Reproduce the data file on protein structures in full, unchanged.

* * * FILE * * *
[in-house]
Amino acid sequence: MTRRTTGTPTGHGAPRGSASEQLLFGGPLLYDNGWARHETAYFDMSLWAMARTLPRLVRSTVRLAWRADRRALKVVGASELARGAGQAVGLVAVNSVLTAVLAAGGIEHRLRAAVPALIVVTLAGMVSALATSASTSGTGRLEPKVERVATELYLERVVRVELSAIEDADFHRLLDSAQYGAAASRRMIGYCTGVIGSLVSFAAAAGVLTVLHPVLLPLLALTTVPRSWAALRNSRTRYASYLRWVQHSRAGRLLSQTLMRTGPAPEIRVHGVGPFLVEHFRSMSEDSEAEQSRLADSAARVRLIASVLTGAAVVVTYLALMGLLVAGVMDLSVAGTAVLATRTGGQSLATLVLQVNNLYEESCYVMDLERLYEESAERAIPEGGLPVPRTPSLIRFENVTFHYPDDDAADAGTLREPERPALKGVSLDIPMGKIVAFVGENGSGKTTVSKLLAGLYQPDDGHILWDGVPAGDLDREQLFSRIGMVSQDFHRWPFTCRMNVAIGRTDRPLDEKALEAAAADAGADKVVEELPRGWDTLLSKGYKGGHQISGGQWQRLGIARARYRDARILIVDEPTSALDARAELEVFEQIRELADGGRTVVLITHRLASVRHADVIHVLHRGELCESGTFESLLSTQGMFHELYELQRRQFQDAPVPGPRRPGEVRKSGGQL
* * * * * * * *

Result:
[in-house]
Amino acid sequence: MTRRTTGTPTGHGAPRGSASEQLLFGGPLLYDNGWARHETAYFDMSLWAMARTLPRLVRSTVRLAWRADRRALKVVGASELARGAGQAVGLVAVNSVLTAVLAAGGIEHRLRAAVPALIVVTLAGMVSALATSASTSGTGRLEPKVERVATELYLERVVRVELSAIEDADFHRLLDSAQYGAAASRRMIGYCTGVIGSLVSFAAAAGVLTVLHPVLLPLLALTTVPRSWAALRNSRTRYASYLRWVQHSRAGRLLSQTLMRTGPAPEIRVHGVGPFLVEHFRSMSEDSEAEQSRLADSAARVRLIASVLTGAAVVVTYLALMGLLVAGVMDLSVAGTAVLATRTGGQSLATLVLQVNNLYEESCYVMDLERLYEESAERAIPEGGLPVPRTPSLIRFENVTFHYPDDDAADAGTLREPERPALKGVSLDIPMGKIVAFVGENGSGKTTVSKLLAGLYQPDDGHILWDGVPAGDLDREQLFSRIGMVSQDFHRWPFTCRMNVAIGRTDRPLDEKALEAAAADAGADKVVEELPRGWDTLLSKGYKGGHQISGGQWQRLGIARARYRDARILIVDEPTSALDARAELEVFEQIRELADGGRTVVLITHRLASVRHADVIHVLHRGELCESGTFESLLSTQGMFHELYELQRRQFQDAPVPGPRRPGEVRKSGGQL